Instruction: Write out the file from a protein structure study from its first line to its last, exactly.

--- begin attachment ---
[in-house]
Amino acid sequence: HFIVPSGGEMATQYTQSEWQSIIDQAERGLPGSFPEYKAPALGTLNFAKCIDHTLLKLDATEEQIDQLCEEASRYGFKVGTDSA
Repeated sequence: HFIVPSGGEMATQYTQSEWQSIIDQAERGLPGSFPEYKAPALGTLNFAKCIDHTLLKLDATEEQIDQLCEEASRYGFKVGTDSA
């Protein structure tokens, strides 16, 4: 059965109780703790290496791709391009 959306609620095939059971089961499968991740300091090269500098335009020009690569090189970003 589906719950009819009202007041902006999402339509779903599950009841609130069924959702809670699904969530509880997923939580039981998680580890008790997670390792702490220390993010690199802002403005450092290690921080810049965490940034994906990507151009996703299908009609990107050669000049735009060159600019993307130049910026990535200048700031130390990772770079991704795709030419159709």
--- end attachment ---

[in-house]
Amino acid sequence: HFIVPSGGEMATQYTQSEWQSIIDQAERGLPGSFPEYKAPALGTLNFAKCIDHTLLKLDATEEQIDQLCEEASRYGFKVGTDSA
Repeated sequence: HFIVPSGGEMATQYTQSEWQSIIDQAERGLPGSFPEYKAPALGTLNFAKCIDHTLLKLDATEEQIDQLCEEASRYGFKVGTDSA
């Protein structure tokens, strides 16, 4: 059965109780703790290496791709391009 959306609620095939059971089961499968991740300091090269500098335009020009690569090189970003 589906719950009819009202007041902006999402339509779903599950009841609130069924959702809670699904969530509880997923939580039981998680580890008790997670390792702490220390993010690199802002403005450092290690921080810049965490940034994906990507151009996703299908009609990107050669000049735009060159600019993307130049910026990535200048700031130390990772770079991704795709030419159709």